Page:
Nonetheless, the Symbols do imply a quite literal read of Genesis 1 in, of all places, citing St. John Chyrsostom on the consecration of the Holy Eucharist where he likens the almighty and ongoing power of the words of God in Genesis 1 with our Lord's words consecrating the Supper:

The declaration "Be fruitful and multiply and fill the earth" [Genesis 1:28] was spoken only once. But it is ever effective in nature, so that it is fruitful and multiplies.

Similarly, an understanding of Genesis 3 as actual history pervades the AC and later Symbols whenever dealing with the fall of Adam: "All men since the fall of Adam are conceived and born in sin..." And yet the FC is clear in its discussion of original sin that the first state of man was precisely NOT sinful or fallen and not characterized by death.

Jay Michael

It is not my intent to minimalize, marginalize, or trivialize the Symbols.  I believe it is wrong to state
Quote from: John Mundinger on April 24, 2013, 01:55:18 PM
My personal confession is the doctrine of the Evangelical Lutheran Church, as I learned it from the Small Catechism.
to the exclusion of Holy Writ.

NCLutheran

Quote from: Jay. on April 24, 2013, 10:53:21 PM
It is not my intent to minimalize, marginalize, or trivialize the Symbols.  I believe it is wrong to state
Quote from: John Mundinger on April 24, 2013, 01:55:18 PM
My personal confession is the doctrine of the Evangelical Lutheran Church, as I learned it from the Small Catechism.
to the exclusion of Holy Writ.

Is the Small Catechism not itself a confession of the Holy Bible? If the Catechism confesses the Bible, then isn't Mr. Mundinger confessing the Bible as well? (If A=B, and B=C, then A=C).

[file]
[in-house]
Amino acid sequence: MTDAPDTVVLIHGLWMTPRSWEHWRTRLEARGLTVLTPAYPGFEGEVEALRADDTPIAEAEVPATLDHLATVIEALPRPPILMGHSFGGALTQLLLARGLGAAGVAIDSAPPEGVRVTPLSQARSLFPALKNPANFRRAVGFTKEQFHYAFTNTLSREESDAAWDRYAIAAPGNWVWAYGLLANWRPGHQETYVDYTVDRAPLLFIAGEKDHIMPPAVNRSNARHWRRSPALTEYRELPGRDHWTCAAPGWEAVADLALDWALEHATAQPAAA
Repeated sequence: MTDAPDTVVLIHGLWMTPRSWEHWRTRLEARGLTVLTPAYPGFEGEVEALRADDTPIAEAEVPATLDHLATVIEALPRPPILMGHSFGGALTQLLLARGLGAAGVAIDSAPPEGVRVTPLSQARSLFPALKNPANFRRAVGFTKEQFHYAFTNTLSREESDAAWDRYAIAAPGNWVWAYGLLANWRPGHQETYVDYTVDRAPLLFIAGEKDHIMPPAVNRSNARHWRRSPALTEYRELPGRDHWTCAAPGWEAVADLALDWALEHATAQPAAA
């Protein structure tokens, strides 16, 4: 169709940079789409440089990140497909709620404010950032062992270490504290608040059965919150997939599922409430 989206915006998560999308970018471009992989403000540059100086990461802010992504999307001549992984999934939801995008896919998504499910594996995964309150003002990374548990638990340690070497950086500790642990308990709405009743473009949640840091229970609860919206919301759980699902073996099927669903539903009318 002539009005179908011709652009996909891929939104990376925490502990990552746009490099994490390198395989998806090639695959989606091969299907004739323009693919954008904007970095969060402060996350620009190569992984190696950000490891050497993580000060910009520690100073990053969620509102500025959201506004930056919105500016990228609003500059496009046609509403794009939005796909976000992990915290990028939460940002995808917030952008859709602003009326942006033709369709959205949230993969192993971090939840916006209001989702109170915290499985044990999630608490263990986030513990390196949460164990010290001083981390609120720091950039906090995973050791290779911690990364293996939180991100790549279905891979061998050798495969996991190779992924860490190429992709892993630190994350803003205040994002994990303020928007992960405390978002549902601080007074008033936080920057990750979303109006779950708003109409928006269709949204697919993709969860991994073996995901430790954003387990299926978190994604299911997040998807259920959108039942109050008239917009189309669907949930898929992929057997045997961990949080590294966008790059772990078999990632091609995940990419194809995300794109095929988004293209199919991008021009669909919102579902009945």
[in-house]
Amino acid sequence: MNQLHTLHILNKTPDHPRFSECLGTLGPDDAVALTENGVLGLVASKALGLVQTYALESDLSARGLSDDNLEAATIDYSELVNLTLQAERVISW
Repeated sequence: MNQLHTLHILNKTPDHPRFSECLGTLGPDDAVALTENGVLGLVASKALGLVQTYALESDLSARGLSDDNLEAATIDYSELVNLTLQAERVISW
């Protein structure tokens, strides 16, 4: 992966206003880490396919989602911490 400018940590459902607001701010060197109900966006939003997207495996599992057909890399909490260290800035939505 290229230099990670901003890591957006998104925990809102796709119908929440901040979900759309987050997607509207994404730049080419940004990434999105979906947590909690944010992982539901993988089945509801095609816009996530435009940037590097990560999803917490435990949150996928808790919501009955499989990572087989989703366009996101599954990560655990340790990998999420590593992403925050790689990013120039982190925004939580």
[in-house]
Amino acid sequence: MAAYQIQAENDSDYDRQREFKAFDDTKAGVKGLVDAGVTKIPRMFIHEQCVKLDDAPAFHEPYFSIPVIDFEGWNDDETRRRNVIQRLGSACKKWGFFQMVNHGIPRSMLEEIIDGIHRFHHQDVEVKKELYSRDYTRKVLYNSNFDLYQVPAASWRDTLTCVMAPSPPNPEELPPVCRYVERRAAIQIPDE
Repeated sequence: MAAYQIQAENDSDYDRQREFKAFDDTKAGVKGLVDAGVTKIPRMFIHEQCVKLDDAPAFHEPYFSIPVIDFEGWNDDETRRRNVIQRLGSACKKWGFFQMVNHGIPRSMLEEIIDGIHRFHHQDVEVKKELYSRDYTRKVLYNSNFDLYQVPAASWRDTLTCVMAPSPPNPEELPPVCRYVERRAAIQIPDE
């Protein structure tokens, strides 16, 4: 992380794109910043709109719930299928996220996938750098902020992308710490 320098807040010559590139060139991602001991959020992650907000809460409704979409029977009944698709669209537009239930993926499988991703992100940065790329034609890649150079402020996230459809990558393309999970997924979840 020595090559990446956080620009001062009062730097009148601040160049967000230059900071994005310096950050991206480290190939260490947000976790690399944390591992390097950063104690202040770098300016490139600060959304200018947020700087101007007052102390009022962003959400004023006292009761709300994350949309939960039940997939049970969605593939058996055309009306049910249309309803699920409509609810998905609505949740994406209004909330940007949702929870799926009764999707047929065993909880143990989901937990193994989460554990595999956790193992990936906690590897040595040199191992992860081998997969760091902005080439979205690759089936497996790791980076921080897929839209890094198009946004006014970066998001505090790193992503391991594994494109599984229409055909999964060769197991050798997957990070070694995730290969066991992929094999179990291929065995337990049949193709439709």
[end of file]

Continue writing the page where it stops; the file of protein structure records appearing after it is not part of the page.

Pastor Ted Crandall

Quote from: NCLutheran on April 24, 2013, 11:40:14 PM
Quote from: Jay. on April 24, 2013, 10:53:21 PM
It is not my intent to minimalize, marginalize, or trivialize the Symbols.  I believe it is wrong to state
Quote from: John Mundinger on April 24, 2013, 01:55:18 PM
My personal confession is the doctrine of the Evangelical Lutheran Church, as I learned it from the Small Catechism.
to the exclusion of Holy Writ.

Is the Small Catechism not itself a confession of the Holy Bible? If the Catechism confesses the Bible, then isn't Mr. Mundinger confessing the Bible as well? (If A=B, and B=C, then A=C).

I think the difference is that Johan appears to be limiting his confession to just the parts of Scripture that are addressed in the Small Confession.  Anything else in Scripture or the rest of the Confessions he seems to consider open questions... 

John_Hannah

Quote from: Pastor Ted Crandall on April 25, 2013, 06:51:32 AM
I think the difference is that Johan appears to be limiting his confession to just the parts of Scripture that are addressed in the Small Confession.  Anything else in Scripture or the rest of the Confessions he seems to consider open questions...

Really? Example, please.


Peace, JOHN
Pr. JOHN HANNAH, STS

David Garner

Quote from: Weedon on April 24, 2013, 09:55:10 PM
Jay,

Certainly there are Biblical facts and data not adduced in the Symbols, but is there any DOCTRINE which they do not treat in some fashion? What I'm trying to get at is that the big problem (as Matt and Peter have pointed out) with evolution is with assuming the naturalness of death. That's the thing's achilles heel and it's where (in my opinion) the effort should be focused in discussion. The Scriptures don't just reveal God as Creator, but Creator of a world without death, but death invaded this world through the concrete actions of the first humans.

It seems to me this is the real point of dispute.  The one thing Fr. Reardon kept coming back to as I read his excellent book on this subject was that despite the Fathers' varying views of the TYPE of historicity Genesis offered, the great doctrinal issue was that death came into the world as a consequence of sin.  There were some differing views on what "death" meant in that context as I recall (it's been a couple of years since I read the book), but everyone agreed that death is a consequence of sin, not something that is "natural."  Hanging your doctrinal hat on that nail seems to me to be solid ground.  Hanging it on whether 6 days occurred in exactly 144 hours or some other frame of reference seems quite a bit shakier, especially when we have talk of heresy and the devil's influence  accompanying it.